State of Science in Alarm System Safety: Implications for Researchers, Vendors, and Clinical Leaders

Azizeh K. Sowan, Nancy Staggers, Charles C. Reed, Tommye Austin, Qian Chen, Shouhuai Xu, Emme Lopez

Research output: Contribution to journalArticlepeer-review

Abstract

Alarm fatigue is a complex phenomenon that needs to be assessed within the context of the clinical setting. Considering that complexity, the available information on how to address alarm fatigue and improve alarm system safety is relatively scarce. This article summarizes the state of science in alarm system safety based on the eight dimensions of a sociotechnical model for studying health information technology in complex adaptive healthcare systems. The summary and recommendations were guided by available systematic reviews on the topic, interventional studies published between January 2019 and February 2022, and recommendations and evidence-based practice interventions published by professional organizations. The current article suggests implications to help researchers respond to the gap in science related to alarm safety, help vendors design safe monitoring systems, and help clinical leaders apply evidence-based strategies to improve alarm safety in their settings. Physiologic monitors in intensive care units-the devices most commonly used in complex care environments and associated with the highest number of alarms and deaths-are the focus of the current work.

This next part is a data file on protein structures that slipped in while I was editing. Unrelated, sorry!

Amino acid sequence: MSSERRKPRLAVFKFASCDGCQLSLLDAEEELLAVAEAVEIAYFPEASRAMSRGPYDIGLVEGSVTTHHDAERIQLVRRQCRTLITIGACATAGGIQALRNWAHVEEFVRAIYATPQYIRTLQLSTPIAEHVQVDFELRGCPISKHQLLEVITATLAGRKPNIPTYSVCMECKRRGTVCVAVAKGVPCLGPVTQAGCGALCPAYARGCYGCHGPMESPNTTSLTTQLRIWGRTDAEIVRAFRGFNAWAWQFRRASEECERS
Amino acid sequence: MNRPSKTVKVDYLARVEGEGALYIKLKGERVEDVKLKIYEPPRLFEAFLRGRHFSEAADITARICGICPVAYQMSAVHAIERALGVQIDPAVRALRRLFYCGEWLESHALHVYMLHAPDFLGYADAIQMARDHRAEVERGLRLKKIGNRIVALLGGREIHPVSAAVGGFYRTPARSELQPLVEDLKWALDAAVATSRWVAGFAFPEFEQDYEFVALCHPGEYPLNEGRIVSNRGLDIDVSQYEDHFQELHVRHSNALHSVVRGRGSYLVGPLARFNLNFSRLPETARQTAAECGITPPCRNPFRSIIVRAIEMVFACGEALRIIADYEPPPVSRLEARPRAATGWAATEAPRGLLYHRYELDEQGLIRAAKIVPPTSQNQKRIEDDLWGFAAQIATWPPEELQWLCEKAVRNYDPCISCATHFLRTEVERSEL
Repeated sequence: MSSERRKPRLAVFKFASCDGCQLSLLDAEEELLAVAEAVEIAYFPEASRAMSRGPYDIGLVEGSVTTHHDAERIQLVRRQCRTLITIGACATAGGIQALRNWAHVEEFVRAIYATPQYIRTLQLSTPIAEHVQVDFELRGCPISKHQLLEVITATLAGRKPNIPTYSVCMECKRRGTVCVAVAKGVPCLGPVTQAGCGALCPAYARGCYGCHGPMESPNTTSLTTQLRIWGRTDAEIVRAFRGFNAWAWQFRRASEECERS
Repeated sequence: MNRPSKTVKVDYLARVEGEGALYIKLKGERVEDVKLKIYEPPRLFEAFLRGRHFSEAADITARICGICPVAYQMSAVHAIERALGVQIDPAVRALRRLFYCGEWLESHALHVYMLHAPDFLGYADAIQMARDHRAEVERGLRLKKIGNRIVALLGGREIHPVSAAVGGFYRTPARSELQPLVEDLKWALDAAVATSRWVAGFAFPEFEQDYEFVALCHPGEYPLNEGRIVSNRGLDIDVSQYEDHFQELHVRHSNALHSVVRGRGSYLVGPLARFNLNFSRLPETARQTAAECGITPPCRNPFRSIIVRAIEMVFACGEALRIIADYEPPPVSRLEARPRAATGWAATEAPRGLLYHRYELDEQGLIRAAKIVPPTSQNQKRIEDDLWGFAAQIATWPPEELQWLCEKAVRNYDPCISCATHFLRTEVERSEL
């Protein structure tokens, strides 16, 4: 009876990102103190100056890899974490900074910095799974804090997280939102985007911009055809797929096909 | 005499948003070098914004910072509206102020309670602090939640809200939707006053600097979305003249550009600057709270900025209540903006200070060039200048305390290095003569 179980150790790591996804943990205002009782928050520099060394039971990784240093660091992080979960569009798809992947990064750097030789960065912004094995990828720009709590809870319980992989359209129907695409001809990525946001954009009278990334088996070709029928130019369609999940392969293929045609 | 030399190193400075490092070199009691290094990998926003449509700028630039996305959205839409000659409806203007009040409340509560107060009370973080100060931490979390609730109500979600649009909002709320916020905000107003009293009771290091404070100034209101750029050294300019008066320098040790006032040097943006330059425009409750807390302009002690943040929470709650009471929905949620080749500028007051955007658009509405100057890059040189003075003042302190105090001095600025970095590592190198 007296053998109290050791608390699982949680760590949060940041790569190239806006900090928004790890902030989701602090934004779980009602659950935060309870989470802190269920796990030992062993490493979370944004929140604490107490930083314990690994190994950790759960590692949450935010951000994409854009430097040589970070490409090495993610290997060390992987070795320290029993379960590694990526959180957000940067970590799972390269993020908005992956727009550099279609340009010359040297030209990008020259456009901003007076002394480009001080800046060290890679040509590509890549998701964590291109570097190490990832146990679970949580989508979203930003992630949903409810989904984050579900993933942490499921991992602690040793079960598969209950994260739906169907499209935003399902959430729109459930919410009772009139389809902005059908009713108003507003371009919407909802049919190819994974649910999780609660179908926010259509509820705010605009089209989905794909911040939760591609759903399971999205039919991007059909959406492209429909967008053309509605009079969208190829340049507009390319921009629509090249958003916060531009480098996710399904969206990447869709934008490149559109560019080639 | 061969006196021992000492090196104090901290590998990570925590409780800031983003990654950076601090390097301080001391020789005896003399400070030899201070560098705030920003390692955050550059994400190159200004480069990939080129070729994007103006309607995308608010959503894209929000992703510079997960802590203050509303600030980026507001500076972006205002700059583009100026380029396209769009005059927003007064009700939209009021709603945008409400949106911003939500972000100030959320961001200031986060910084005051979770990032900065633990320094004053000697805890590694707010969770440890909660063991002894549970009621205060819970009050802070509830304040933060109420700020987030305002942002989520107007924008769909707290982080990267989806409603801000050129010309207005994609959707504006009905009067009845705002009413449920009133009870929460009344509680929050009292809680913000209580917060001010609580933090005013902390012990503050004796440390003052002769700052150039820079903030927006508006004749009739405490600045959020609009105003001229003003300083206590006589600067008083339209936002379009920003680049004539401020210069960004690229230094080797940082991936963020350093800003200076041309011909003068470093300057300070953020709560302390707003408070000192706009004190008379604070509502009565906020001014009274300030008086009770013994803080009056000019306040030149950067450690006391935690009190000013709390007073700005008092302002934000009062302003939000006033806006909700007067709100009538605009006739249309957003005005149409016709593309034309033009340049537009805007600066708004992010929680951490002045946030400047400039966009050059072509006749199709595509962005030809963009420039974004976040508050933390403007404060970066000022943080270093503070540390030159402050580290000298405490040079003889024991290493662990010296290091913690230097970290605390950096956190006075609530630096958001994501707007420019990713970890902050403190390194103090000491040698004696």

Original languageEnglish (US)
Pages (from-to)19-28
Number of pages10
JournalBiomedical Instrumentation and Technology
Volume56
Issue number1
DOIs
StatePublished - Jan 1 2022
Externally publishedYes

ASJC Scopus subject areas

  • Biomedical Engineering
  • Computer Networks and Communications

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